JSF requires different code to render HTML attributes. Ones that represents URL’s should be rendered by the ResponseWriter#writeURIAttribute call, others that have associated client-side events should include behavior-generated content, and simple pass-through values rendered direcly by ResponseWriter#writeAttribute with component attribute value - except boolean values, for wich ‘false’ value means the absence of attribute.
To properly generate Java code from the renderer template, CDK parses special extended HTML XML schema and gets instructions how to deal with particular attribute.
Attributes module contains schema parser used to generate Java object and attributes definitions for standard JSF objects.
CDK uses xInclude directives to reuse faces-config fragments. This module forked from the Apache Cocoon 3 source and adapted to use together with JAXB framework.
Generator is the main part of CDK. It parses project sources and generates all files necessary for JSF components: Java classes, faces-config.xml, and taglibs.
It based on the Google uice dependency injection library and can be easy extended to support additional features. Every part of generator configured by the separate Guice module that can be overrided by build tool options.G
Generator class is the main entry point. It gets options from the tool ( Maven plugin, Ant task ), instantiates dependency injection, initializes modules and performs parsing and generation tasks.
The core of CDK is the components library model. it holds all information that necessary to generate CDK output. Every type of information source converted into model objects and merged with the ComponentsLibrary instance. Because there are several sources of information: Java annotations and xml files, each parser just parese its own source and appends information to the main model. Parser should not perform any checks on the model values but only store its own information for future validation. That allows to refine library configuration from additional xml files, that have highest precedence.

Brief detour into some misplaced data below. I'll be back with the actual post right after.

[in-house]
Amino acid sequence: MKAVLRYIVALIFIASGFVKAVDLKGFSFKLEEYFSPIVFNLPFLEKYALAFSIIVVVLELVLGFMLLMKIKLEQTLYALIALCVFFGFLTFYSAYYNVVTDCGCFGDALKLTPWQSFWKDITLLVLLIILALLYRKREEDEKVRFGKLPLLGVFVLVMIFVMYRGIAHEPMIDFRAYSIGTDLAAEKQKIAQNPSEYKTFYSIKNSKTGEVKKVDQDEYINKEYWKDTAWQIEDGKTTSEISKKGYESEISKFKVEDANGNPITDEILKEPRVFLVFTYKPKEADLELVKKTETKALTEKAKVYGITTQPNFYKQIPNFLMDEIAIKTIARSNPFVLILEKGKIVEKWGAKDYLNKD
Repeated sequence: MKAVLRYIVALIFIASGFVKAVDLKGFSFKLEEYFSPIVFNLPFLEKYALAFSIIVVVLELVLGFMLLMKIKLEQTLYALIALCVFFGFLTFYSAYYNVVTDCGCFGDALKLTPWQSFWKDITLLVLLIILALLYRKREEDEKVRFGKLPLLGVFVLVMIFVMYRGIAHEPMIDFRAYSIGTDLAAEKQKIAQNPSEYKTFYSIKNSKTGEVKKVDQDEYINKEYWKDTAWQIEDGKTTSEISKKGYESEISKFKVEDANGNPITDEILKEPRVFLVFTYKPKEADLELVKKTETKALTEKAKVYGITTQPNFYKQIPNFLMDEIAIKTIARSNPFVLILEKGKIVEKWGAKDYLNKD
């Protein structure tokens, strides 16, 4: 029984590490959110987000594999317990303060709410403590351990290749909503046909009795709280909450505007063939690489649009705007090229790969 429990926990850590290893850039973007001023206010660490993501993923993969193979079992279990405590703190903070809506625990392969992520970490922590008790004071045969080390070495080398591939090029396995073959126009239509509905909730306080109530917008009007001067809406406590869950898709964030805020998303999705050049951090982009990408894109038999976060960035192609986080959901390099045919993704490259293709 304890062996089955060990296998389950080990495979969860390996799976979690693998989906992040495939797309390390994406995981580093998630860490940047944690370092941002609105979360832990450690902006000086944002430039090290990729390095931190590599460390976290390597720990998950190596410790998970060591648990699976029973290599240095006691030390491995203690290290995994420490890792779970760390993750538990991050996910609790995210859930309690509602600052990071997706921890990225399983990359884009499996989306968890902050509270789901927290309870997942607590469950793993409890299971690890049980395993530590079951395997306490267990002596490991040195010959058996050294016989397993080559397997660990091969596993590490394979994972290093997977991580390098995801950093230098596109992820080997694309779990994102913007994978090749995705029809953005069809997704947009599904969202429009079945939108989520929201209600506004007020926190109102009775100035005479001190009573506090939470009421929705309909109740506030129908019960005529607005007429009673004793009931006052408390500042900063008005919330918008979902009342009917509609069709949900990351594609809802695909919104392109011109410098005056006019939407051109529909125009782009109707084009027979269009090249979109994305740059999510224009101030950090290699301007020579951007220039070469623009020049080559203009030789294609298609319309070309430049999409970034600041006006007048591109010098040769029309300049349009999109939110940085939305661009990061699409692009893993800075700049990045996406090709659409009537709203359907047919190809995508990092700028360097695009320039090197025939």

Java annotations processor.
JDK 6 AnnotationProcessor#process method is the main execution point. To avoid unnecessary compilation cycles, CDK works with Java models created by JavaCompiler API, after parsing of source files. It allows to use RetentionPolicy.SOURCE annotations ( not visible for reflections ) and integrate CDK into standard Java compilation cycle. The disadvantage of running before java classes compilation is impossibility to use Reflection API. CDK provides JavaSourceUtils class to get necessary information about Java classes using JavaCompiler API.
AnnotationProcessor calls appropriate processors for each type of supported annotations ( org.richfaces.cdk.apt.CdkProcessor instances ), faces-config and renderer template parsers. In the final phase of annotation processing, it calls model validator, and, it there were no errors on previous operations, calls all registered writers to generate source files.
AnnotationProcessor API allows processors to generate new source files and append them to the set of compiled classes. Therefore, generated classes processed by the JavaCompiler in the same call.